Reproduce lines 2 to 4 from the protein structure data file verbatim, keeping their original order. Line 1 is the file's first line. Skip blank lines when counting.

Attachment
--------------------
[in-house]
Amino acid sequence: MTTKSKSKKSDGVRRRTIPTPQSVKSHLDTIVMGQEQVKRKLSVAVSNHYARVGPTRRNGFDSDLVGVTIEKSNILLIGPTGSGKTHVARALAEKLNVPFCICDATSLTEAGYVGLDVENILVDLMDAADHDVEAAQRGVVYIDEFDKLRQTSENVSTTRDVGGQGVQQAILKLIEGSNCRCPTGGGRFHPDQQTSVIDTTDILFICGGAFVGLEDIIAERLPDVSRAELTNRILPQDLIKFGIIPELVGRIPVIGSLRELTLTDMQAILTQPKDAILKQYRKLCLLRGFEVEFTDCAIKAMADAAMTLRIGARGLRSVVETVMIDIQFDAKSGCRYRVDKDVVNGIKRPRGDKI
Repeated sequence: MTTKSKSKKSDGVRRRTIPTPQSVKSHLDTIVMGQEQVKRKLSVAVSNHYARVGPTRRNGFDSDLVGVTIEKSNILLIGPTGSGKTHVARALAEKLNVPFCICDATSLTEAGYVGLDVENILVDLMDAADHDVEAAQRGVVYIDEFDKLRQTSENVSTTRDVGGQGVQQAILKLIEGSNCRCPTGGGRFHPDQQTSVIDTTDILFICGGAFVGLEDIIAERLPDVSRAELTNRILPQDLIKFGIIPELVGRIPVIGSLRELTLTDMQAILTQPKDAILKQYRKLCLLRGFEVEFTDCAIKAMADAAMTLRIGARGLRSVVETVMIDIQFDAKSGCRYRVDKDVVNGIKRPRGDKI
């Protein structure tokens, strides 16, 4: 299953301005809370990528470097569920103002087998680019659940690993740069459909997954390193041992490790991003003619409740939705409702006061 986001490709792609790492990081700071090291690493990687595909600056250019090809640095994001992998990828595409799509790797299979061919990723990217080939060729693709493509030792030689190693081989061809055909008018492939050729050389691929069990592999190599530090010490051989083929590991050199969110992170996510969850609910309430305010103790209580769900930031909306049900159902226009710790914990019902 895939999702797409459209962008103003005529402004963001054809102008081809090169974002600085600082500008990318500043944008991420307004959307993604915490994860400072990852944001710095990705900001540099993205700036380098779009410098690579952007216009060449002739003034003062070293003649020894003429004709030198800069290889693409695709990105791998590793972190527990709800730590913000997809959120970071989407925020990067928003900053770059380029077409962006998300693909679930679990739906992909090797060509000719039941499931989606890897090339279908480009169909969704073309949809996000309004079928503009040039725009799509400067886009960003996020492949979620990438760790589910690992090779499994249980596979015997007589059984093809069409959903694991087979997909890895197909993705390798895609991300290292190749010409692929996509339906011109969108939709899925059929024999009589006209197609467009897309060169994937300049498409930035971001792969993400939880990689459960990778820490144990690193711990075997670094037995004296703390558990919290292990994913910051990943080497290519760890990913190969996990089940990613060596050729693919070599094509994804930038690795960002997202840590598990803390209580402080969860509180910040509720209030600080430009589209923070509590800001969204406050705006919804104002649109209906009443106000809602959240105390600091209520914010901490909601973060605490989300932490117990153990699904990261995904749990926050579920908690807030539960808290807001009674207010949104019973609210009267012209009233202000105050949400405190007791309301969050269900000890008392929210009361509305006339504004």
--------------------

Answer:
Amino acid sequence: MTTKSKSKKSDGVRRRTIPTPQSVKSHLDTIVMGQEQVKRKLSVAVSNHYARVGPTRRNGFDSDLVGVTIEKSNILLIGPTGSGKTHVARALAEKLNVPFCICDATSLTEAGYVGLDVENILVDLMDAADHDVEAAQRGVVYIDEFDKLRQTSENVSTTRDVGGQGVQQAILKLIEGSNCRCPTGGGRFHPDQQTSVIDTTDILFICGGAFVGLEDIIAERLPDVSRAELTNRILPQDLIKFGIIPELVGRIPVIGSLRELTLTDMQAILTQPKDAILKQYRKLCLLRGFEVEFTDCAIKAMADAAMTLRIGARGLRSVVETVMIDIQFDAKSGCRYRVDKDVVNGIKRPRGDKI
Repeated sequence: MTTKSKSKKSDGVRRRTIPTPQSVKSHLDTIVMGQEQVKRKLSVAVSNHYARVGPTRRNGFDSDLVGVTIEKSNILLIGPTGSGKTHVARALAEKLNVPFCICDATSLTEAGYVGLDVENILVDLMDAADHDVEAAQRGVVYIDEFDKLRQTSENVSTTRDVGGQGVQQAILKLIEGSNCRCPTGGGRFHPDQQTSVIDTTDILFICGGAFVGLEDIIAERLPDVSRAELTNRILPQDLIKFGIIPELVGRIPVIGSLRELTLTDMQAILTQPKDAILKQYRKLCLLRGFEVEFTDCAIKAMADAAMTLRIGARGLRSVVETVMIDIQFDAKSGCRYRVDKDVVNGIKRPRGDKI
């Protein structure tokens, strides 16, 4: 299953301005809370990528470097569920103002087998680019659940690993740069459909997954390193041992490790991003003619409740939705409702006061 986001490709792609790492990081700071090291690493990687595909600056250019090809640095994001992998990828595409799509790797299979061919990723990217080939060729693709493509030792030689190693081989061809055909008018492939050729050389691929069990592999190599530090010490051989083929590991050199969110992170996510969850609910309430305010103790209580769900930031909306049900159902226009710790914990019902 895939999702797409459209962008103003005529402004963001054809102008081809090169974002600085600082500008990318500043944008991420307004959307993604915490994860400072990852944001710095990705900001540099993205700036380098779009410098690579952007216009060449002739003034003062070293003649020894003429004709030198800069290889693409695709990105791998590793972190527990709800730590913000997809959120970071989407925020990067928003900053770059380029077409962006998300693909679930679990739906992909090797060509000719039941499931989606890897090339279908480009169909969704073309949809996000309004079928503009040039725009799509400067886009960003996020492949979620990438760790589910690992090779499994249980596979015997007589059984093809069409959903694991087979997909890895197909993705390798895609991300290292190749010409692929996509339906011109969108939709899925059929024999009589006209197609467009897309060169994937300049498409930035971001792969993400939880990689459960990778820490144990690193711990075997670094037995004296703390558990919290292990994913910051990943080497290519760890990913190969996990089940990613060596050729693919070599094509994804930038690795960002997202840590598990803390209580402080969860509180910040509720209030600080430009589209923070509590800001969204406050705006919804104002649109209906009443106000809602959240105390600091209520914010901490909601973060605490989300932490117990153990699904990261995904749990926050579920908690807030539960808290807001009674207010949104019973609210009267012209009233202000105050949400405190007791309301969050269900000890008392929210009361509305006339504004």